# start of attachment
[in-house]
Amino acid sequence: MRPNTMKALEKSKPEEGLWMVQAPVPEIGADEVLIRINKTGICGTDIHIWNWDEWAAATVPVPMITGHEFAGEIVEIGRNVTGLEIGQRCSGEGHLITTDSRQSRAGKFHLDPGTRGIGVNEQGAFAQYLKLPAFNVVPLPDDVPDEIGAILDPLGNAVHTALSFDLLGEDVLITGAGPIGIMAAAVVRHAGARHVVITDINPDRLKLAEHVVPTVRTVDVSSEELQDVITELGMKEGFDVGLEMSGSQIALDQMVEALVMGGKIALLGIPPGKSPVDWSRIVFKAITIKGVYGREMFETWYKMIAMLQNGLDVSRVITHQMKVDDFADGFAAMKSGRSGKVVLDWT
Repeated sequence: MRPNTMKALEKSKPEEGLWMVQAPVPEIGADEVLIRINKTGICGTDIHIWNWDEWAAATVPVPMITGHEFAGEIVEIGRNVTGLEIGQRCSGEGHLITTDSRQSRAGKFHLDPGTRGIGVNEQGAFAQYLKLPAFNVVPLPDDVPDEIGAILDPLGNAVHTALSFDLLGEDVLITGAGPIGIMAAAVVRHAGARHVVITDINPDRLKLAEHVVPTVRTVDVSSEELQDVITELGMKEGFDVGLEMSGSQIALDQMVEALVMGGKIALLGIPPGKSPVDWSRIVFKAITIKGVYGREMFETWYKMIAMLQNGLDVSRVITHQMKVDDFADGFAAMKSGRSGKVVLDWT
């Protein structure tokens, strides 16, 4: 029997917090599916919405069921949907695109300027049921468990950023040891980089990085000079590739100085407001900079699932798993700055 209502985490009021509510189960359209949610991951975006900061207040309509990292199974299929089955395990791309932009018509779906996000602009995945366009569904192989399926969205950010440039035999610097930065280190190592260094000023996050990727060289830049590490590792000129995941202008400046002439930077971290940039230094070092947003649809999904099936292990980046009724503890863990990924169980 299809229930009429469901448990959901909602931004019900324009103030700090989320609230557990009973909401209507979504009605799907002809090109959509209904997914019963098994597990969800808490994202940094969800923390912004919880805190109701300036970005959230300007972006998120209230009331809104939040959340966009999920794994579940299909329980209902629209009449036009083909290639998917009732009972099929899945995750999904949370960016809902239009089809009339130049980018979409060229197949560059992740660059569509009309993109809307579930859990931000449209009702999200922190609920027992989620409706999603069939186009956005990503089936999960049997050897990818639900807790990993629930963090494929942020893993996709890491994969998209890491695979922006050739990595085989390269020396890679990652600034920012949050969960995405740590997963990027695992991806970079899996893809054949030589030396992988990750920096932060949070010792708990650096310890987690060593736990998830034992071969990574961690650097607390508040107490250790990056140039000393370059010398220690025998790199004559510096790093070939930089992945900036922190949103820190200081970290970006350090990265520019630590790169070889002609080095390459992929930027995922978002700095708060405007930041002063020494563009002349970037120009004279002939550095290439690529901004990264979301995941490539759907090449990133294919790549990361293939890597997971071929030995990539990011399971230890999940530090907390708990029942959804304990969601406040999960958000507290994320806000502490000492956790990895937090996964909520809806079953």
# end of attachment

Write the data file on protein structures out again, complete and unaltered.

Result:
[in-house]
Amino acid sequence: MRPNTMKALEKSKPEEGLWMVQAPVPEIGADEVLIRINKTGICGTDIHIWNWDEWAAATVPVPMITGHEFAGEIVEIGRNVTGLEIGQRCSGEGHLITTDSRQSRAGKFHLDPGTRGIGVNEQGAFAQYLKLPAFNVVPLPDDVPDEIGAILDPLGNAVHTALSFDLLGEDVLITGAGPIGIMAAAVVRHAGARHVVITDINPDRLKLAEHVVPTVRTVDVSSEELQDVITELGMKEGFDVGLEMSGSQIALDQMVEALVMGGKIALLGIPPGKSPVDWSRIVFKAITIKGVYGREMFETWYKMIAMLQNGLDVSRVITHQMKVDDFADGFAAMKSGRSGKVVLDWT
Repeated sequence: MRPNTMKALEKSKPEEGLWMVQAPVPEIGADEVLIRINKTGICGTDIHIWNWDEWAAATVPVPMITGHEFAGEIVEIGRNVTGLEIGQRCSGEGHLITTDSRQSRAGKFHLDPGTRGIGVNEQGAFAQYLKLPAFNVVPLPDDVPDEIGAILDPLGNAVHTALSFDLLGEDVLITGAGPIGIMAAAVVRHAGARHVVITDINPDRLKLAEHVVPTVRTVDVSSEELQDVITELGMKEGFDVGLEMSGSQIALDQMVEALVMGGKIALLGIPPGKSPVDWSRIVFKAITIKGVYGREMFETWYKMIAMLQNGLDVSRVITHQMKVDDFADGFAAMKSGRSGKVVLDWT
């Protein structure tokens, strides 16, 4: 029997917090599916919405069921949907695109300027049921468990950023040891980089990085000079590739100085407001900079699932798993700055 209502985490009021509510189960359209949610991951975006900061207040309509990292199974299929089955395990791309932009018509779906996000602009995945366009569904192989399926969205950010440039035999610097930065280190190592260094000023996050990727060289830049590490590792000129995941202008400046002439930077971290940039230094070092947003649809999904099936292990980046009724503890863990990924169980 299809229930009429469901448990959901909602931004019900324009103030700090989320609230557990009973909401209507979504009605799907002809090109959509209904997914019963098994597990969800808490994202940094969800923390912004919880805190109701300036970005959230300007972006998120209230009331809104939040959340966009999920794994579940299909329980209902629209009449036009083909290639998917009732009972099929899945995750999904949370960016809902239009089809009339130049980018979409060229197949560059992740660059569509009309993109809307579930859990931000449209009702999200922190609920027992989620409706999603069939186009956005990503089936999960049997050897990818639900807790990993629930963090494929942020893993996709890491994969998209890491695979922006050739990595085989390269020396890679990652600034920012949050969960995405740590997963990027695992991806970079899996893809054949030589030396992988990750920096932060949070010792708990650096310890987690060593736990998830034992071969990574961690650097607390508040107490250790990056140039000393370059010398220690025998790199004559510096790093070939930089992945900036922190949103820190200081970290970006350090990265520019630590790169070889002609080095390459992929930027995922978002700095708060405007930041002063020494563009002349970037120009004279002939550095290439690529901004990264979301995941490539759907090449990133294919790549990361293939890597997971071929030995990539990011399971230890999940530090907390708990029942959804304990969601406040999960958000507290994320806000502490000492956790990895937090996964909520809806079953």